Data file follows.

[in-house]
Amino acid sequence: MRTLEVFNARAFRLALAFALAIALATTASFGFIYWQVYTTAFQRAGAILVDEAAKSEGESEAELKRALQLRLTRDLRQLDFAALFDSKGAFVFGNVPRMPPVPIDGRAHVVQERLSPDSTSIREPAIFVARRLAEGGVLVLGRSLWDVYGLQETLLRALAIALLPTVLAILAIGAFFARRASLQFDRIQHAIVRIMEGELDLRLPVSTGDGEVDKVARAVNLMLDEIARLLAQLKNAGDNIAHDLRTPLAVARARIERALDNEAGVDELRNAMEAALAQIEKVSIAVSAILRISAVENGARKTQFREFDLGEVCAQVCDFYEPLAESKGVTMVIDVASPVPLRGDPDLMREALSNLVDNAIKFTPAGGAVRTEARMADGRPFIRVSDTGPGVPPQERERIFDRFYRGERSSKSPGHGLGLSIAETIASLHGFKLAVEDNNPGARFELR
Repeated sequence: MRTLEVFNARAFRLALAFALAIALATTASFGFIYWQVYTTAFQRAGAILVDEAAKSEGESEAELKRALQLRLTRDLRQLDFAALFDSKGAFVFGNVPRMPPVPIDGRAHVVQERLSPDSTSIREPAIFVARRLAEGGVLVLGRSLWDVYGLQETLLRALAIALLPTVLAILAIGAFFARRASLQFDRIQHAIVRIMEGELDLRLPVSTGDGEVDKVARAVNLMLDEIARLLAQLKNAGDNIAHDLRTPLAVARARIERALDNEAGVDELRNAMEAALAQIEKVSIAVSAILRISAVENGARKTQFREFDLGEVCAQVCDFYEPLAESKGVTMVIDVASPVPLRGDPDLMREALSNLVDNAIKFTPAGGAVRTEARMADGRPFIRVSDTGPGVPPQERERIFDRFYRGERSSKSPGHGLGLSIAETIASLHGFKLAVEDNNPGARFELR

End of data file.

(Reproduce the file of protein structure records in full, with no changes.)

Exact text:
[in-house]
Amino acid sequence: MRTLEVFNARAFRLALAFALAIALATTASFGFIYWQVYTTAFQRAGAILVDEAAKSEGESEAELKRALQLRLTRDLRQLDFAALFDSKGAFVFGNVPRMPPVPIDGRAHVVQERLSPDSTSIREPAIFVARRLAEGGVLVLGRSLWDVYGLQETLLRALAIALLPTVLAILAIGAFFARRASLQFDRIQHAIVRIMEGELDLRLPVSTGDGEVDKVARAVNLMLDEIARLLAQLKNAGDNIAHDLRTPLAVARARIERALDNEAGVDELRNAMEAALAQIEKVSIAVSAILRISAVENGARKTQFREFDLGEVCAQVCDFYEPLAESKGVTMVIDVASPVPLRGDPDLMREALSNLVDNAIKFTPAGGAVRTEARMADGRPFIRVSDTGPGVPPQERERIFDRFYRGERSSKSPGHGLGLSIAETIASLHGFKLAVEDNNPGARFELR
Repeated sequence: MRTLEVFNARAFRLALAFALAIALATTASFGFIYWQVYTTAFQRAGAILVDEAAKSEGESEAELKRALQLRLTRDLRQLDFAALFDSKGAFVFGNVPRMPPVPIDGRAHVVQERLSPDSTSIREPAIFVARRLAEGGVLVLGRSLWDVYGLQETLLRALAIALLPTVLAILAIGAFFARRASLQFDRIQHAIVRIMEGELDLRLPVSTGDGEVDKVARAVNLMLDEIARLLAQLKNAGDNIAHDLRTPLAVARARIERALDNEAGVDELRNAMEAALAQIEKVSIAVSAILRISAVENGARKTQFREFDLGEVCAQVCDFYEPLAESKGVTMVIDVASPVPLRGDPDLMREALSNLVDNAIKFTPAGGAVRTEARMADGRPFIRVSDTGPGVPPQERERIFDRFYRGERSSKSPGHGLGLSIAETIASLHGFKLAVEDNNPGARFELR